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New method identifies brain regions most likely to cause epilepsy seizures

Scientists have developed a new way to detect which areas of the brain contribute most greatly to epilepsy seizures, according to a PLOS Computational Biology study. The strategy, devised by Marinho Lopes of the University of Exeter and colleagues, could help surgeons select specific brain areas for removal to stop seizures.

BREAKTHROUGH: SCANNING THE BRAIN FOR AUTISM

Brain scan method may help detect autism Date: April 14, 2016 Source: Brown University Summary: Scientists report a new degree of success in using brain scans to distinguish between adults diagnosed with autism and people without the disorder, an advance that could lead to the development of a diagnostic tool. Many doctors and scientists think they could improve the diagnosis and understanding of autism spectrum disorders if they had reliable means to identify specific abnormalities in the brain. Such “biomarkers” have proven elusive, often because methods that show promise with one group of patients fail when applied to another. In a new study in Nature Communications, however, scientists report a new degree of success. Their proposed biomarker worked with a comparably high de...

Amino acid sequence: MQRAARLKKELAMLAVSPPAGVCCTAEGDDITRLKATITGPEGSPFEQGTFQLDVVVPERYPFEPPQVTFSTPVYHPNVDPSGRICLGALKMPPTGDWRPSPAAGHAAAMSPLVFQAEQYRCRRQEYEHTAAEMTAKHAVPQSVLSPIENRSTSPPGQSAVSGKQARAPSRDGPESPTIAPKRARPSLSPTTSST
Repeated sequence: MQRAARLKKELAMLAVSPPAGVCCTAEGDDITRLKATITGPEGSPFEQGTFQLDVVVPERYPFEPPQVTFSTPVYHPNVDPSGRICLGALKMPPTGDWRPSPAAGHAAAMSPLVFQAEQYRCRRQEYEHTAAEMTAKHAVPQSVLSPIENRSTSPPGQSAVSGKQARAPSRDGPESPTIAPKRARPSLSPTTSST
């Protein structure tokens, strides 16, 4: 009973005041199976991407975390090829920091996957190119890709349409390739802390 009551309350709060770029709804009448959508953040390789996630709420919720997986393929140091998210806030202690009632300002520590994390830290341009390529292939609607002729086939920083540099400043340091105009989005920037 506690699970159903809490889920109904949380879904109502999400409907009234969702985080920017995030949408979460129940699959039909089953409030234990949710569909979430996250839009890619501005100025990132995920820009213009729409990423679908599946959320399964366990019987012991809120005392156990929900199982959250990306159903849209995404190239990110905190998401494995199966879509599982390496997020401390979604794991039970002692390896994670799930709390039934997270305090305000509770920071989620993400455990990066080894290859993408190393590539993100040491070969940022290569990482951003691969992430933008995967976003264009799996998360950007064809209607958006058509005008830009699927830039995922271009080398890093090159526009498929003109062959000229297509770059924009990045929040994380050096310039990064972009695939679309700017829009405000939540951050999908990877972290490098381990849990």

New Wearable EEG!

Researchers have developed a wearable electroencephalogram (EEG) device that can detect and record seizure activity in epilepsy patients in the outpatient setting, they reported on Monday at the annual meeting of the American Epilepsy Society in Philadelphia. The so-called EEG Patch, a small, waterproof, scalp-mounted device, was designed to help patients more accurately track their seizures, Mark Lehmkuhle, PhD, a research assistant professor in neurosurgery at the University of Utah School of Medicine in Salt Lake City, who presented the findings at the meeting, told the Neurology Today Conference Reporter ahead of the session.   The EEG Patch is designed to be fixed to a part of the patient’s scalp where seizures are known to originate based on EEG recorded in-hospital during a traditio...

For people with epilepsy, the mental health treatments are not clearly understood

Mental health issues such as depression or anxiety are often neglected or misunderstood in people who also have co-morbidity with epilepsy. This is just one of the subjects of discussion at the sixth annual Queensland Epilepsy Symposium – Through the lifespan. Jointly hosted by Epilepsy Queensland, Griffith University, University of Queensland and St Vincent’s Private Hospital Brisbane, the event will be held at the Royal Brisbane Women’s Hospital on Friday 20 November.

Genetic testing for pediatric epilepsy can be complicated, but beneficial